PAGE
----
Local government faces reform


The Government is "extremely likely" to cut the number of councillors and local authorities under plans for local government reform to be announced in the autumn, Minister for the Environment Phil Hogan has said.

Speaking at the MacGill summer school in Glenties, Co Donegal, Mr Hogan said he was mandated by a "reforming Government to drag the system of local government into the 21st century" so that it delivered more to the community and put people first.

He said the programme to be announced in the autumn would be called Putting People First.

"It will introduce significant changes to regional, county, city and town governance," he said.

Every aspect of local government would see change. Mr Hogan said that, where possible, public services should be delivered through locally based bodies rather than centralised agencies.

Local Government structures generally in Ireland had not been updated since the 19th century, the Minister said.

"I’m updating those structures to increase efficiency and give more value for money for the people they serve," he said. "It’s extremely likely that I will be cutting the number of councillors and the number of authorities."

He said he would certainly strengthen the role of the local authority audit committees to provide better oversight. "Clearly, also, local government must look to new income streams."

Mr Hogan faced jeers from protesters against the household charge when he arrived to speak at the summer school.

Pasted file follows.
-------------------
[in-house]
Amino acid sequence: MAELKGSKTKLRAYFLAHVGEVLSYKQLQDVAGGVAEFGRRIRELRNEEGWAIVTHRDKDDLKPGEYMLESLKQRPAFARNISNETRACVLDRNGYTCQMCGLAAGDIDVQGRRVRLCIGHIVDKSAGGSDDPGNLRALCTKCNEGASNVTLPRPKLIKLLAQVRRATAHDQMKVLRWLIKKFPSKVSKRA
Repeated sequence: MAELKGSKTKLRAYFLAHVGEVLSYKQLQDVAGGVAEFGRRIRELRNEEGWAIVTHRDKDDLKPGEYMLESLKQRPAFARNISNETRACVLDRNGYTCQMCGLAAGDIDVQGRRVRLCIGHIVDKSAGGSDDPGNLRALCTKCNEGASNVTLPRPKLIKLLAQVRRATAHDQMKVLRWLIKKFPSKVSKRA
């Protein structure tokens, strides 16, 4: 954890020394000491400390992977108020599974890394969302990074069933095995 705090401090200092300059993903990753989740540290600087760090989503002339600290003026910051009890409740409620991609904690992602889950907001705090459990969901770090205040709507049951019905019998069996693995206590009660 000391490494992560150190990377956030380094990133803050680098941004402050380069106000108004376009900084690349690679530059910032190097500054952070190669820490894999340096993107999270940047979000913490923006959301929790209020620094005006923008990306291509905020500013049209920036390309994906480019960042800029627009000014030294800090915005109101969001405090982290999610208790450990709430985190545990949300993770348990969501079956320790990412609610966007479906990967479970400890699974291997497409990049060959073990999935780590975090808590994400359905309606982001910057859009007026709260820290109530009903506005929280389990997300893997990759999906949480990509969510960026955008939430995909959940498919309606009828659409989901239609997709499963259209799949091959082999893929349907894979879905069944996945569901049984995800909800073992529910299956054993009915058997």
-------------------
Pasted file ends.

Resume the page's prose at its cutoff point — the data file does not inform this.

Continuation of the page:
Arriving at about 4.15pm from Armagh, Mr Hogan avoided about 60 chanting protesters carrying placards at the front entrance to the Highlands Hotel. Protesters attempted to chase after him as he was driven through a side entrance, with some breaking past several gardaí at the gate.

Defending his decision to avoid the protest, Mr Hogan said he had not believed he was going to be greeted by such a big group and that he did not want anyone to be crushed. He said it was appropriate that people could have a protest but that local government services had to be paid for, otherwise such services would be put under pressure in Donegal.

The Minister urged the 52 per cent of people in the county who had not paid the charge to date to pay it. Mr Hogan said if they did not, the local council and its management would have "no option" but to reduce essential services by the end of the year.

He said he was charged with the "difficult responsibility" of implementing the EU-IMF reform programme because of the "irresponsible policies of my predecessors".

With regard to new income streams for local government, Mr Hogan said the proposed property tax to which those protesters outside the event objected was one such stream. He said it would be collected for local service and that "user charges" would become more a feature rather than taxation on work.

While he did not say what form the planned property tax might take, Mr Hogan said the Revenue Commissioners would be charged with collecting it. People would have the option of paying it through Revenue, or in "one lump" if they wished, he said.

The tax would be destined for local authorities for the provision of local services.

Insisting proposed reforms of local government had not been "kicked to touch" by the Cabinet yesterday, Mr Hogan said reforms he expects to announce in the autumn would result in fewer councillors and fewer local authorities.

Addressing an earlier session on reform of the electoral system, former Fianna Fáil minister Noel Dempsey advocated an immediate change from the current PR-STV system to a list-based system.

Mr Dempsey said he believed the Minister had "the courage and vision to deliver a greatly reformed local government system that could free up national politicians to do a real job for the country".

He said he strongly supported the current approach to reforming local government, especially the administrative amalgamation of local authorities "with consequent savings and increased efficiencies".

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